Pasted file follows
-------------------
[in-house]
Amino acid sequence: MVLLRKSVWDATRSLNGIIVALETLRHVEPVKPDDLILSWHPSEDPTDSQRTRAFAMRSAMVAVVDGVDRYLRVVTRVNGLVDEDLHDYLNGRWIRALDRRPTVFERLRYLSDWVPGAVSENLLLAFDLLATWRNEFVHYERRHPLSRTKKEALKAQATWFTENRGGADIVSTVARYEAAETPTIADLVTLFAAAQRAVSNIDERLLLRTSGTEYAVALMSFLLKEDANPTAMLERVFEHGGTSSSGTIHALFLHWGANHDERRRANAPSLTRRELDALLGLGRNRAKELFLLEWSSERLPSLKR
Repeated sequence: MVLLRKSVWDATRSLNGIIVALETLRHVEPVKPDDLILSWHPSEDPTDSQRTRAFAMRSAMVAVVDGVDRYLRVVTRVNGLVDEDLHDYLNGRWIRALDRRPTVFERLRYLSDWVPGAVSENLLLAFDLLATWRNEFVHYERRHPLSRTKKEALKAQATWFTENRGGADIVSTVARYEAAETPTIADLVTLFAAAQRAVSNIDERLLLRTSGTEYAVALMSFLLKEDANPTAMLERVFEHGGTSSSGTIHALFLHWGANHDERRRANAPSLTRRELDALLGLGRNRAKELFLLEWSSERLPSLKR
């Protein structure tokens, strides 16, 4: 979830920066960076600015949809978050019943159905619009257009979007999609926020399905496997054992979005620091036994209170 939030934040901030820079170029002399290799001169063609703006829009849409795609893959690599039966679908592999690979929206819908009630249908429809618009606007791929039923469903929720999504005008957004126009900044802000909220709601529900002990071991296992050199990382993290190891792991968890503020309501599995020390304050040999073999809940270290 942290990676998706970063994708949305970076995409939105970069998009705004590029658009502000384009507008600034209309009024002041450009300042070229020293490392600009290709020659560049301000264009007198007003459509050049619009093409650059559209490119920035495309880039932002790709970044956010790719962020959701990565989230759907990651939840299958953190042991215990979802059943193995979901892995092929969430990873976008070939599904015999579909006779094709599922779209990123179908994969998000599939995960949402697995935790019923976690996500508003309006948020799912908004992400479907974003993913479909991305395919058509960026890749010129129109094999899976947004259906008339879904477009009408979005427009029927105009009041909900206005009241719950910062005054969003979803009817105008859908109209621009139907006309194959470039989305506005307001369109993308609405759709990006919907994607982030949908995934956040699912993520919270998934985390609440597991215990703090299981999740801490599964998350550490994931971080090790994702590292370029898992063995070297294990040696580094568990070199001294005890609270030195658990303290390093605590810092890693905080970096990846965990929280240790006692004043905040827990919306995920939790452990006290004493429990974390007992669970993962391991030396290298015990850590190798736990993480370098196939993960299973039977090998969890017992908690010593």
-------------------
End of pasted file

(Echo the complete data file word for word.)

[in-house]
Amino acid sequence: MVLLRKSVWDATRSLNGIIVALETLRHVEPVKPDDLILSWHPSEDPTDSQRTRAFAMRSAMVAVVDGVDRYLRVVTRVNGLVDEDLHDYLNGRWIRALDRRPTVFERLRYLSDWVPGAVSENLLLAFDLLATWRNEFVHYERRHPLSRTKKEALKAQATWFTENRGGADIVSTVARYEAAETPTIADLVTLFAAAQRAVSNIDERLLLRTSGTEYAVALMSFLLKEDANPTAMLERVFEHGGTSSSGTIHALFLHWGANHDERRRANAPSLTRRELDALLGLGRNRAKELFLLEWSSERLPSLKR
Repeated sequence: MVLLRKSVWDATRSLNGIIVALETLRHVEPVKPDDLILSWHPSEDPTDSQRTRAFAMRSAMVAVVDGVDRYLRVVTRVNGLVDEDLHDYLNGRWIRALDRRPTVFERLRYLSDWVPGAVSENLLLAFDLLATWRNEFVHYERRHPLSRTKKEALKAQATWFTENRGGADIVSTVARYEAAETPTIADLVTLFAAAQRAVSNIDERLLLRTSGTEYAVALMSFLLKEDANPTAMLERVFEHGGTSSSGTIHALFLHWGANHDERRRANAPSLTRRELDALLGLGRNRAKELFLLEWSSERLPSLKR
């Protein structure tokens, strides 16, 4: 979830920066960076600015949809978050019943159905619009257009979007999609926020399905496997054992979005620091036994209170 939030934040901030820079170029002399290799001169063609703006829009849409795609893959690599039966679908592999690979929206819908009630249908429809618009606007791929039923469903929720999504005008957004126009900044802000909220709601529900002990071991296992050199990382993290190891792991968890503020309501599995020390304050040999073999809940270290 942290990676998706970063994708949305970076995409939105970069998009705004590029658009502000384009507008600034209309009024002041450009300042070229020293490392600009290709020659560049301000264009007198007003459509050049619009093409650059559209490119920035495309880039932002790709970044956010790719962020959701990565989230759907990651939840299958953190042991215990979802059943193995979901892995092929969430990873976008070939599904015999579909006779094709599922779209990123179908994969998000599939995960949402697995935790019923976690996500508003309006948020799912908004992400479907974003993913479909991305395919058509960026890749010129129109094999899976947004259906008339879904477009009408979005427009029927105009009041909900206005009241719950910062005054969003979803009817105008859908109209621009139907006309194959470039989305506005307001369109993308609405759709990006919907994607982030949908995934956040699912993520919270998934985390609440597991215990703090299981999740801490599964998350550490994931971080090790994702590292370029898992063995070297294990040696580094568990070199001294005890609270030195658990303290390093605590810092890693905080970096990846965990929280240790006692004043905040827990919306995920939790452990006290004493429990974390007992669970993962391991030396290298015990850590190798736990993480370098196939993960299973039977090998969890017992908690010593």